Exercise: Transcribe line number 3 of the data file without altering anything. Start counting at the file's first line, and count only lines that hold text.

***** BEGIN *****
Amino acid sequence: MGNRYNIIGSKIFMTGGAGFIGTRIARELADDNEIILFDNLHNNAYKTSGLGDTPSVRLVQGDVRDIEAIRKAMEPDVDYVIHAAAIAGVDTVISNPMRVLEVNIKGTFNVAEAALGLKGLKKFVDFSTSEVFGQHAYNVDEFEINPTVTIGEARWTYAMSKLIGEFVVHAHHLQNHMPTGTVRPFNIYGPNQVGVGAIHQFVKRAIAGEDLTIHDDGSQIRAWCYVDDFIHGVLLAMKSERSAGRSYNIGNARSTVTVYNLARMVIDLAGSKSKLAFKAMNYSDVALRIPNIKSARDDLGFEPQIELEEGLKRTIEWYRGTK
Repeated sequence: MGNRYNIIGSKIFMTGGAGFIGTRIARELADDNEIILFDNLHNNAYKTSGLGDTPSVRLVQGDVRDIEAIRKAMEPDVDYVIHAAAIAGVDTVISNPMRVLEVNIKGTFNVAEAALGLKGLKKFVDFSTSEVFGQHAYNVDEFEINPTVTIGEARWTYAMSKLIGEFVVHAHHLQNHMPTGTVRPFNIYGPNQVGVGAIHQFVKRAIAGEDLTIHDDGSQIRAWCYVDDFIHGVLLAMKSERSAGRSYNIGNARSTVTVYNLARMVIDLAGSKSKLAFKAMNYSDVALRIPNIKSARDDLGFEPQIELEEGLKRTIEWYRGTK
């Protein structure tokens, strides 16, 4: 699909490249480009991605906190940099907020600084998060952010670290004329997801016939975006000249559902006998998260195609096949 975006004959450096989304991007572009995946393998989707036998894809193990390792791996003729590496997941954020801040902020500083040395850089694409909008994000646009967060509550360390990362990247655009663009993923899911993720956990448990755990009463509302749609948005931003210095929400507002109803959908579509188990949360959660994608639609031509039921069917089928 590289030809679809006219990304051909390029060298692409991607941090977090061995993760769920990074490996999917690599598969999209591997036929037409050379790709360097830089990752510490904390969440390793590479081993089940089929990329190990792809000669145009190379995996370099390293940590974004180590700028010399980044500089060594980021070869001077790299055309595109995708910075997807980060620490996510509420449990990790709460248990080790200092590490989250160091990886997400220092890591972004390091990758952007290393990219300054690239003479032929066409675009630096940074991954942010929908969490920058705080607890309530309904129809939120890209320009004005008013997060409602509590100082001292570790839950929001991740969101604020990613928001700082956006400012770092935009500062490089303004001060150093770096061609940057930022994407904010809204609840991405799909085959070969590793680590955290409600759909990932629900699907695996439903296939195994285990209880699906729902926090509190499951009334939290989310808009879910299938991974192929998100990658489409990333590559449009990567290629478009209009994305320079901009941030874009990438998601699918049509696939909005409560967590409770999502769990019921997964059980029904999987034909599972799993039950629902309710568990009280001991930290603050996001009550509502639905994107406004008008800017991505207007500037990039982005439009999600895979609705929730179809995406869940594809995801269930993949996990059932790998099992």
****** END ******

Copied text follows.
């Protein structure tokens, strides 16, 4: 699909490249480009991605906190940099907020600084998060952010670290004329997801016939975006000249559902006998998260195609096949 975006004959450096989304991007572009995946393998989707036998894809193990390792791996003729590496997941954020801040902020500083040395850089694409909008994000646009967060509550360390990362990247655009663009993923899911993720956990448990755990009463509302749609948005931003210095929400507002109803959908579509188990949360959660994608639609031509039921069917089928 590289030809679809006219990304051909390029060298692409991607941090977090061995993760769920990074490996999917690599598969999209591997036929037409050379790709360097830089990752510490904390969440390793590479081993089940089929990329190990792809000669145009190379995996370099390293940590974004180590700028010399980044500089060594980021070869001077790299055309595109995708910075997807980060620490996510509420449990990790709460248990080790200092590490989250160091990886997400220092890591972004390091990758952007290393990219300054690239003479032929066409675009630096940074991954942010929908969490920058705080607890309530309904129809939120890209320009004005008013997060409602509590100082001292570790839950929001991740969101604020990613928001700082956006400012770092935009500062490089303004001060150093770096061609940057930022994407904010809204609840991405799909085959070969590793680590955290409600759909990932629900699907695996439903296939195994285990209880699906729902926090509190499951009334939290989310808009879910299938991974192929998100990658489409990333590559449009990567290629478009209009994305320079901009941030874009990438998601699918049509696939909005409560967590409770999502769990019921997964059980029904999987034909599972799993039950629902309710568990009280001991930290603050996001009550509502639905994107406004008008800017991505207007500037990039982005439009999600895979609705929730179809995406869940594809995801269930993949996990059932790998099992």